Friday, August 29, 2014

Genuine Piety

How to be a pious Orthodox Christian
without stoking the flames of pride

Many years ago I remember attending a Liturgy at a parish church and noticing a young man standing in the front of the temple, making profound bows, together with frequent, almost exaggerated signs of the cross. My first thought was that he must be a newly baptized Orthodox Christian. After embracing Orthodoxy, many people fall into the trap of exaggerated piety, having first becoming attracted to the externals of the faith. Coming out of religious traditions that have little in the way of externals, is it any wonder some among us would gravitate towards such outward piety?

Some converts become experts in canon law and liturgical rubrics, and number themselves among the super correct. Archbishop Averky of Jordanville (of blessed memory) said of converts, "they are like envelopes and have a tendency to come unglued." None of this is meant to diminish the importance of external piety, nor making the cross properly. Liturgical correctness has it's place, and we should always avoiding sloppiness in the way we make the sign of the cross. Nor is it necessary to stand in the back of the temple during services. What is important is that we be careful that our piety is not meant to be seen by others.

I once knew a monk who always stood in the back of his monastery's catholicon, avoiding any public display whatsoever. He told me the temptation to be seen as a pious and holy monk was too strong, so he made a decision to give others no opportunity to witness him in worship.

It should not be construed that I am suggesting everyone stand in the back of the church, less everyone be doing battle for those few spots on a crowded Sunday morning. What I am suggesting is that we remember that we are there for worship. If you become aware that your motives for standing in front of others during worship is an occasion for pride, by all means move to the back. It is the Lord Who should see us, and for Whom our pious external acts of worship should give honor. Externals are meant to be an aid to worship, bringing our bodies into conformity with the heart. For this to happen, we must guard the heart, making sure the externals are not temptations for pride.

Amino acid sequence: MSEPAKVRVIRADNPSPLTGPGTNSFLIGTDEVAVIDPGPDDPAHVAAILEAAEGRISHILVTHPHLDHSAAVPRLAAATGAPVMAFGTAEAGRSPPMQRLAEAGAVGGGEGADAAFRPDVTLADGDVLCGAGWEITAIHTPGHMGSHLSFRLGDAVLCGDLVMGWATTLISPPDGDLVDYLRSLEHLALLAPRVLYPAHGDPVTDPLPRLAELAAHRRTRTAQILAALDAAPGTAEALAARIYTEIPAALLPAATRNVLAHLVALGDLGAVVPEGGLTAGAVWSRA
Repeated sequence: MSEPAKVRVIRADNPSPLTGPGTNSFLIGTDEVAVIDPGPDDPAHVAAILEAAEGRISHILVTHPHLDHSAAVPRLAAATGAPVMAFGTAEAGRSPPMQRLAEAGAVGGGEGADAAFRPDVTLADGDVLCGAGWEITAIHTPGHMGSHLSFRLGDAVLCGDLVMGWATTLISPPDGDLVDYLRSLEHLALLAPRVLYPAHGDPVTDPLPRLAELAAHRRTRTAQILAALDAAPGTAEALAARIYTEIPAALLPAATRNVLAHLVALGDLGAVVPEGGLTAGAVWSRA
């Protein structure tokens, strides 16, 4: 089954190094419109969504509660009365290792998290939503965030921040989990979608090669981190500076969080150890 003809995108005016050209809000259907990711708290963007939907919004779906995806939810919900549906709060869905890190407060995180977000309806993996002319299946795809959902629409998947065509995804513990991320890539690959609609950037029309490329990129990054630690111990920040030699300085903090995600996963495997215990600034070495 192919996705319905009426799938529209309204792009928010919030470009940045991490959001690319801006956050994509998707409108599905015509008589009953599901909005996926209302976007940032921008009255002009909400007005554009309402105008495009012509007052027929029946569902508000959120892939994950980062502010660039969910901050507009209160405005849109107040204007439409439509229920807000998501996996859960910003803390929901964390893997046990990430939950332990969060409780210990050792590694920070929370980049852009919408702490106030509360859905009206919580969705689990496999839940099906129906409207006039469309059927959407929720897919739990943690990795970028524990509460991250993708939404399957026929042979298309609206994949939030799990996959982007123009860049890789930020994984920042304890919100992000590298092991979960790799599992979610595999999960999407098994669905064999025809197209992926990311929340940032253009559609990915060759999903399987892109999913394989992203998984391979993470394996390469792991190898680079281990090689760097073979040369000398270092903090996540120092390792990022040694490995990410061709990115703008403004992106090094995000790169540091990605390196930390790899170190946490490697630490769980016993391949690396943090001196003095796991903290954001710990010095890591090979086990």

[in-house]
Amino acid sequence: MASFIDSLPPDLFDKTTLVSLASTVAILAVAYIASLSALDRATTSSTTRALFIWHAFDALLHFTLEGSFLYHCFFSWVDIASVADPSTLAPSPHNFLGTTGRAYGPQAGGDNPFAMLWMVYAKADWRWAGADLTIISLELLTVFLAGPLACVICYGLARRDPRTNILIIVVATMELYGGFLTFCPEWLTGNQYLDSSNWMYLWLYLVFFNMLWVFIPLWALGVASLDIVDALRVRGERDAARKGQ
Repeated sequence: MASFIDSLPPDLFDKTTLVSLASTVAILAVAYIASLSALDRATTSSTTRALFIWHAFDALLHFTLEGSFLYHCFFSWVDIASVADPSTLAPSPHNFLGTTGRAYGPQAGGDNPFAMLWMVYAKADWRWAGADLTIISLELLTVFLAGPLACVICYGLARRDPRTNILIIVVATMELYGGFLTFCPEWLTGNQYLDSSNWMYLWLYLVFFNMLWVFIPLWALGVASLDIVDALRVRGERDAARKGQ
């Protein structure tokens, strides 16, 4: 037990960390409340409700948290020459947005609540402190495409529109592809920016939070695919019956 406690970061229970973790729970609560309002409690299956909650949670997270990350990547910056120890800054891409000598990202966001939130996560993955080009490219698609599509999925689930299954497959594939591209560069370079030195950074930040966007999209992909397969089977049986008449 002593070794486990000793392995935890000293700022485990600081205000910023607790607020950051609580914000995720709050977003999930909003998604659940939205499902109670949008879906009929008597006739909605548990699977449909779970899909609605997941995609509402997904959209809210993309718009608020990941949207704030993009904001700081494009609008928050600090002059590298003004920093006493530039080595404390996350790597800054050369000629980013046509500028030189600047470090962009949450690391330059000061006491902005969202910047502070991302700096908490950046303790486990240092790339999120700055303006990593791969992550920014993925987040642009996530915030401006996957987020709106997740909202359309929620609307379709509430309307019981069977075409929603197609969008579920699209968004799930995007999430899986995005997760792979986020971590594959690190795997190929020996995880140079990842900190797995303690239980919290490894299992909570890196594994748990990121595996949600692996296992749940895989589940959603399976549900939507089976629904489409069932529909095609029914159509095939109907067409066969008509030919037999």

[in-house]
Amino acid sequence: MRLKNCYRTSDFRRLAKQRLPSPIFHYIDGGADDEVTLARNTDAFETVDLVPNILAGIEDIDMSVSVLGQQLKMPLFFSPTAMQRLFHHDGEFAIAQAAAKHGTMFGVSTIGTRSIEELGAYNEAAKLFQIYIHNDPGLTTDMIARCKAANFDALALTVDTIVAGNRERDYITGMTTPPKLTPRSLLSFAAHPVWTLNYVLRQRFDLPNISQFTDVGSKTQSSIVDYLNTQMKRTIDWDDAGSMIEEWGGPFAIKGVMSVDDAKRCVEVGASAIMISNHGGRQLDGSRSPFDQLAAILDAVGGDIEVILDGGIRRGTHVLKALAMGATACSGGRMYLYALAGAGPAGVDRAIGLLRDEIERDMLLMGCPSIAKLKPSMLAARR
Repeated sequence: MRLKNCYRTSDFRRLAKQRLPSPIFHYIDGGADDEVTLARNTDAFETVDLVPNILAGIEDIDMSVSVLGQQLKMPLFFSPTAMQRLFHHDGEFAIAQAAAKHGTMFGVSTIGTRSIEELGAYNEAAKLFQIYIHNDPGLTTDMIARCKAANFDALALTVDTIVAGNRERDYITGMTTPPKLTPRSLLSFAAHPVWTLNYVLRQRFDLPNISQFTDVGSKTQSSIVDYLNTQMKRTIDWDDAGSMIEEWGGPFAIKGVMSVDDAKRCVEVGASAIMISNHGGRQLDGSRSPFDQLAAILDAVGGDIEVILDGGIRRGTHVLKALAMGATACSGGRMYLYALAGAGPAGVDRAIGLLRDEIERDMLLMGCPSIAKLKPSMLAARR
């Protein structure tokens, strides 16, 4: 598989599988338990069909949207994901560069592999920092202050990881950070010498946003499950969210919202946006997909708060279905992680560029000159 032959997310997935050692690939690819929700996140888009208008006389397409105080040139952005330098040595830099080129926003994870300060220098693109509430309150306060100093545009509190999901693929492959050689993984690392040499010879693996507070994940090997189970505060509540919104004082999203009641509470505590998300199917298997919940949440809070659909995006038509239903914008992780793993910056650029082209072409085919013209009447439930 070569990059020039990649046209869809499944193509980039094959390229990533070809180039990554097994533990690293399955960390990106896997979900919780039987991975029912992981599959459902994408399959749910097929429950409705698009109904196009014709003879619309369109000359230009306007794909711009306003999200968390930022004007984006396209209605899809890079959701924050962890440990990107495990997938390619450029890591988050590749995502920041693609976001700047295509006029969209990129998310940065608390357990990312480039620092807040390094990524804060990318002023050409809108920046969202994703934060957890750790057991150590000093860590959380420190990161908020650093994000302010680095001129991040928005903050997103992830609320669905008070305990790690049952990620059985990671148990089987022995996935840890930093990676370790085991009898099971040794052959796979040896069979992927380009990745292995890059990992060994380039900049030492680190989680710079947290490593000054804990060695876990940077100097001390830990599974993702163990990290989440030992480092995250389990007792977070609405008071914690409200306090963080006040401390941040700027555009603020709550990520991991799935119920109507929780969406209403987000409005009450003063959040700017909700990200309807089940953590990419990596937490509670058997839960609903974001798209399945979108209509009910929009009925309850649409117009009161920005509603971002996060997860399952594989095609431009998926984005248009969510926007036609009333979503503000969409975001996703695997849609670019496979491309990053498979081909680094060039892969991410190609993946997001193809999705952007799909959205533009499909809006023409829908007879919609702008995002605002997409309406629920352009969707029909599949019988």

The way to make sure our piety takes us deeply into true worship is to express these external acts of worship in the privacy of our homes. Orthodox worship, expressed by standing before our icons, making the sign of the cross with care, and doing prostrations in the privacy of the home, instruct the heart in true worship. If we've established a true relationship with the Lord in our home, that which is expressed in the temple, publicly, will be be authentic.

Love in Christ,
Abbot Tryphon


Friday August 29, 2014 / August 16, 2014
12th Week after Pentecost. Tone two.
Fast. By Monastic Charter: Strict Fast (Bread, Vegetables, Fruits)

Afterfeast of the Dormition.
Translation of the Image Not-Made-By-Hands of our Lord Jesus Christ from Edessa to Constantinople (944).
Martyr Diomedes the Physician of Tarsus in Cilicia (298).
33 Martyrs of Palestine.
New Hieromartyr Stephen priest (1918).
New Hieromartyrs priest Vladimir and his brother Boris (1931).
New Hieromartyr Alexander priest, Virgin Martyr Anna and Martyr Jacob (1937).
Venerable Cherimon (Chaeremon) of Egypt (4th c.).
Icons of the Most Holy Theotokos of St. Theodore ("Feodorovskaya") (1239) and "Triumph of Holy Theotokos" (Port Artur) (1904).
Venerable Joachim, monk, of Osogovo and Sarandapor (11th c.).
New Martyr Nicodemus of Meteora (1551) (Greek).
New Martyr Stamatius of Volos, Thessaly (1680) (Greek).
Venerable Anthony the Stylite of Martq'ophi, Georgia (6th c.) (Georgia).
Holy Martyr Kristepore Guruli (Georgia).